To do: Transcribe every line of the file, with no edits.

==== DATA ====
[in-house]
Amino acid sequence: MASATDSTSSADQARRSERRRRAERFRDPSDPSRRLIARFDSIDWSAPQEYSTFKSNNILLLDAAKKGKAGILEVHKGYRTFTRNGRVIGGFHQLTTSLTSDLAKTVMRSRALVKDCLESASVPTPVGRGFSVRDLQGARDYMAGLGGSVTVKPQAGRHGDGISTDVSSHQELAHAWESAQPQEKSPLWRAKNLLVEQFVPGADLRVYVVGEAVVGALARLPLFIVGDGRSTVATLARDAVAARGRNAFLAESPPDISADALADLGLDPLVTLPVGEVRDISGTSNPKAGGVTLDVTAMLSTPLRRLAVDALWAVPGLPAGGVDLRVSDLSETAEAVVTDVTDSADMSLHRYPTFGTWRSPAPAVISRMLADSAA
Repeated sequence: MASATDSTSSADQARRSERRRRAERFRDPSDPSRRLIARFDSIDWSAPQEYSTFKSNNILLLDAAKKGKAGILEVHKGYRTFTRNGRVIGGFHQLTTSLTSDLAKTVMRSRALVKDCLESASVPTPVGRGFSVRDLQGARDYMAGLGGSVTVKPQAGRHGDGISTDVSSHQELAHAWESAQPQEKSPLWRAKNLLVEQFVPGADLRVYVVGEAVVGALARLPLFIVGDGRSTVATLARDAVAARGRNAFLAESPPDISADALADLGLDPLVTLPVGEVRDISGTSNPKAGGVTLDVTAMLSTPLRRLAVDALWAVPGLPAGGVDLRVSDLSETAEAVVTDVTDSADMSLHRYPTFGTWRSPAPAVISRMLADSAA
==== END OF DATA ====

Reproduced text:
[in-house]
Amino acid sequence: MASATDSTSSADQARRSERRRRAERFRDPSDPSRRLIARFDSIDWSAPQEYSTFKSNNILLLDAAKKGKAGILEVHKGYRTFTRNGRVIGGFHQLTTSLTSDLAKTVMRSRALVKDCLESASVPTPVGRGFSVRDLQGARDYMAGLGGSVTVKPQAGRHGDGISTDVSSHQELAHAWESAQPQEKSPLWRAKNLLVEQFVPGADLRVYVVGEAVVGALARLPLFIVGDGRSTVATLARDAVAARGRNAFLAESPPDISADALADLGLDPLVTLPVGEVRDISGTSNPKAGGVTLDVTAMLSTPLRRLAVDALWAVPGLPAGGVDLRVSDLSETAEAVVTDVTDSADMSLHRYPTFGTWRSPAPAVISRMLADSAA
Repeated sequence: MASATDSTSSADQARRSERRRRAERFRDPSDPSRRLIARFDSIDWSAPQEYSTFKSNNILLLDAAKKGKAGILEVHKGYRTFTRNGRVIGGFHQLTTSLTSDLAKTVMRSRALVKDCLESASVPTPVGRGFSVRDLQGARDYMAGLGGSVTVKPQAGRHGDGISTDVSSHQELAHAWESAQPQEKSPLWRAKNLLVEQFVPGADLRVYVVGEAVVGALARLPLFIVGDGRSTVATLARDAVAARGRNAFLAESPPDISADALADLGLDPLVTLPVGEVRDISGTSNPKAGGVTLDVTAMLSTPLRRLAVDALWAVPGLPAGGVDLRVSDLSETAEAVVTDVTDSADMSLHRYPTFGTWRSPAPAVISRMLADSAA